Welcome to The Closing Bell. This is your last stop for biz scoops and big news before the weekend — a roundup of stories that can’t wait till Monday.
Access Ventures joins Opportunities Zones Coalition
In a blog post Wednesday, Bryce Butler, managing partner of Access Ventures, announced that because his firm had “experience in working to build more inclusive and creative economies through mission-aligned investments,” it was invited to participate as a member of the Opportunity Zones Coalition.
The coalition describes itself as “a group of organizations working together with a broad array of public and private stakeholders to ensure the timely and effective implementation of the Opportunity Zones program.”
As Insider reported, the $1.5 trillion tax cut bill passed in December contained a provision allowing the creation of Opportunity Zones — low-income areas in which major investors would be incentivized by significantly reduced capital gains taxes.
Butler said in his post that Access Ventures would participate by sharing experiences and best practices dealing with distressed communities in Louisville, but also Columbus, Memphis and Tusla.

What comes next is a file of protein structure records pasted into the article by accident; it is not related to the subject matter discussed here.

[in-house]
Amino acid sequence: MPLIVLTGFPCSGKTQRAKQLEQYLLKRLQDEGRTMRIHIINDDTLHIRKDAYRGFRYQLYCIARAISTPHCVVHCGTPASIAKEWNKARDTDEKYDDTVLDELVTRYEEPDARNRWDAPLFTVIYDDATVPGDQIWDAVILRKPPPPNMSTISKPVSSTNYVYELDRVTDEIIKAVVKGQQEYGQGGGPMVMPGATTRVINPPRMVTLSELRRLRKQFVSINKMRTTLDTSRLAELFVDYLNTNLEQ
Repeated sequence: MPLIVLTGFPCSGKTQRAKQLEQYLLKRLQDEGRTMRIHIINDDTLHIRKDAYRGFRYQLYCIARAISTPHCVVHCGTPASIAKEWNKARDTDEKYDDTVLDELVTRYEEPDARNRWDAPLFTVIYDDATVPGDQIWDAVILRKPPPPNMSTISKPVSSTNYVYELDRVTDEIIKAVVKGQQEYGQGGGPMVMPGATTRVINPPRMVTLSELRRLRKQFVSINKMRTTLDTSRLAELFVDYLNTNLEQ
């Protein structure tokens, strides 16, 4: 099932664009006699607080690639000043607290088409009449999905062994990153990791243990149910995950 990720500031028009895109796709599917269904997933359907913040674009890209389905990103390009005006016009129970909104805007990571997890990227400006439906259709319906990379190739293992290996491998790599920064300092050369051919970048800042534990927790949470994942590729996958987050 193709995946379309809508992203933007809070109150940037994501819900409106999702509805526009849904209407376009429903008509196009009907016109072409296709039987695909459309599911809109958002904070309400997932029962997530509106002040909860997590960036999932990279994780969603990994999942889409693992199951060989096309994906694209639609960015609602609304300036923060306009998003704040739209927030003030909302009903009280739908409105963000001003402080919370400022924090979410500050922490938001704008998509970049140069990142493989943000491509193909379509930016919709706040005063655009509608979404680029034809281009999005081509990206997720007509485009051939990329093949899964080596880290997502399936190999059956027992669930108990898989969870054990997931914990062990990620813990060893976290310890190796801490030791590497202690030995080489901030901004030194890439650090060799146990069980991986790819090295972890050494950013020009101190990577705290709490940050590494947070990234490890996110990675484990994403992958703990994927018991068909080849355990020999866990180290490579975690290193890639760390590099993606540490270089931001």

The firm would work with national partners like Village Capital, Kiva, Living Cities, LISC and others “to potentially think through, design and implement inclusive investment vehicles,” he said.
CBRE report shows Louisville is second most-affordable market in U.S.
The Louisville office of CBRE, the commercial real estate services firm, said its total overall asking rental rate in the first quarter was the second-lowest in the nation, according to CBRE Research.
As the chart shows (above), Louisville’s asking rate of $17.58 per square foot for all building classes was just behind Albuquerque at $15.59.
The report found that the Louisville Downtown Office market was ranked third overall most affordable and Suburban Office was fourth overall most affordable, CBRE said.